- July 11, 2022 -
Gold has always held intrinsic value and, since ancient times, has been revered for its beauty, association with the divine, and as a representation of wealth and status. Gold coins were among the first currency in ancient times. Because gold’s value is universally accepted, its use as currency eventually became standardized. In 1816, Britain officially adopted a gold standard. Then in the 1870s, gold became the the international standard for valuing currency.
The Gold Standard Act of 1900 solidified the commitment of the United States to this gold standard—gold would be the only metal redeemable for paper currency. This meant that the government would redeem paper money for its value in gold and that paper currency had a guaranteed value tied to an internationally-recognized and prized commodity. However, between 1900 and 1932, the US was confronted with several economic challenges as well as the struggles brought on by World War I. In an attempt to alleviate some of these challenges, the Gold Reserve Act of 1934 banned private ownership of gold unless officially licensed to do so. This effectively removed gold from circulation and meant that the US dollar was no longer pegged to its value.
Ten years later, the Bretton Woods Agreement and System, established by 730 delegates from 44 countries at the United Nations Monetary and Financial Conference in Bretton Woods, New Hampshire, established the US dollar as the official global currency. The US dollar would be pegged to the value of gold and all other currencies would be pegged to the US dollar. This had a stabilizing effect on international currency exchange rate volatility, which facilitated international trade relations.
Bretton Woods held until the late 1960s/early 1970s, when the US experienced an extraordinary strain on its political and economic systems. The Vietnam War, rising inflation, and the oil crisis were politically destabilizing and financially costly, causing foreign governments to lose confidence in the US dollar and a subsequent surge in the demand for gold. At the time, foreign governments possessed three times as many dollars as the US was able to redeem in gold, so, in 1971, President Nixon declared that the US would no longer convert dollars into gold at the official exchange rate. This move, called “The Nixon Shock,” protected the US reserves of gold from being depleted and was the beginning of the end of the Bretton Woods Agreement.
In 1973, the US dollar officially became a fiat currency and the gold standard was abandoned. Six European nations tied their currencies together and jointly floated against the US dollar—the origin of our current floating exchange rate system. The US dollar is no longer tied to any commodity and the price of gold is determined by demand.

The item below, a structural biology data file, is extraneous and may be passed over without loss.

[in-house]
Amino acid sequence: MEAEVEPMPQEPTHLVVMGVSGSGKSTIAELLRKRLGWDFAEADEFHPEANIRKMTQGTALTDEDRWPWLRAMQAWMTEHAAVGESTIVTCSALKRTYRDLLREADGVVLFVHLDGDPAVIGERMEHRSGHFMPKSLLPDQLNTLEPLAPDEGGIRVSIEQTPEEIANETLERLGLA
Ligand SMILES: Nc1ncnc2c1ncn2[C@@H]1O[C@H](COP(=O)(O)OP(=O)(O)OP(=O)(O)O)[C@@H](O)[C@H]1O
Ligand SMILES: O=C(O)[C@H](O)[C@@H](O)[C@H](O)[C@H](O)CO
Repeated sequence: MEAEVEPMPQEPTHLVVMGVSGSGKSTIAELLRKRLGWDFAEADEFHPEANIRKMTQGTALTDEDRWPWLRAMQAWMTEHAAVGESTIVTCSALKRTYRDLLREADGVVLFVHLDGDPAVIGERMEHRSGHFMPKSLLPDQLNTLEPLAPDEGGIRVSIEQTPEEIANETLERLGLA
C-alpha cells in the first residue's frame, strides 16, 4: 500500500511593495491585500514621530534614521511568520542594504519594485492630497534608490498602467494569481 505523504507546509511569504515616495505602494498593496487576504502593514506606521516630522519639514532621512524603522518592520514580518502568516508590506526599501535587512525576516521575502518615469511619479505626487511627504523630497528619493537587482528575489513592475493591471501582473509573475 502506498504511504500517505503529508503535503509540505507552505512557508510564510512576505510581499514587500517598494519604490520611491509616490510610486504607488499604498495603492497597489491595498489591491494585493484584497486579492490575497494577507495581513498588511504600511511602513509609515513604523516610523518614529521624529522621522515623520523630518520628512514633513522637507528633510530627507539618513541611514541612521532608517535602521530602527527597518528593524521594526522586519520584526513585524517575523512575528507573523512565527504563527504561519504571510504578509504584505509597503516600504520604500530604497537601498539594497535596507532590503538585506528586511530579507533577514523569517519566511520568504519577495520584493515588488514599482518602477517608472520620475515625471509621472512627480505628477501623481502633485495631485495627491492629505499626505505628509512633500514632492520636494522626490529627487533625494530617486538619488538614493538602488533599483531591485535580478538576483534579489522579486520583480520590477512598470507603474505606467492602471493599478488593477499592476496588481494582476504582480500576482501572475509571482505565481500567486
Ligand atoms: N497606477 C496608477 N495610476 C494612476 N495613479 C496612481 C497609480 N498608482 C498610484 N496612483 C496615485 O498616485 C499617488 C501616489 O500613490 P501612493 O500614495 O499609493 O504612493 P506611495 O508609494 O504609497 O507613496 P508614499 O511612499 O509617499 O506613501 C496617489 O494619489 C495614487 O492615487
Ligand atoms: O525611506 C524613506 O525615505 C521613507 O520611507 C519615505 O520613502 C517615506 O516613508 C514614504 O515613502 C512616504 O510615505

Despite their official decoupling, gold and the US dollar are still entwined in an often inverse relationship. Experts say this is a largely psychological, rather than economic, dynamic. To start with, gold is usually valued in US dollars and as the value of the dollar rises and falls, there is an effect on gold prices. When the value of the dollar decreases, investors tend to fund commodities, including gold. This demand for gold drives up its value, resulting in that inverse relationship.
Conversely, when the value of the dollar rises, the cost of gold also rises, causing a decrease in the demand for gold, and therefore, its value. When the cost of a commodity rises, there are typically fewer buyers and demand declines. This is especially true when foreign currencies are not on par with the US dollar.
Although this inverse relationship is the norm, there are times when the cost of the US dollar and gold increase concurrently. This usually happens during times of crises in other countries, when investors are attracted to safer assets. Both the dollar and gold have proven to be reliable investments over time.
It is obvious that the mighty US dollar is a sound investment as it continues to retain its power in the global economy, but what about gold? What is it about this metal that gives it such power? Its supply is limited and it is difficult to extract, yet gold is ranked among the top ten most traded commodities. While it is valued by such industries as technology/electronics, jewelry, and dentistry, it is not nearly as critical to global industry as crude oil, steel, iron, copper, or aluminum, but holds firm to its position amongst them.
The answer, therefore, lies elsewhere. What gives gold its power and value? Human nature. Since its discovery, we have been attracted to it and have valued it as much for the intangibles we associate with it—status, glory, excellence, and the divine—as for its usefulness. Gold is the complete package: a useful, rare commodity and a brilliant precious metal that enhances our surroundings. These unique qualities allow it to maintain a symbiotic relationship with the US dollar.
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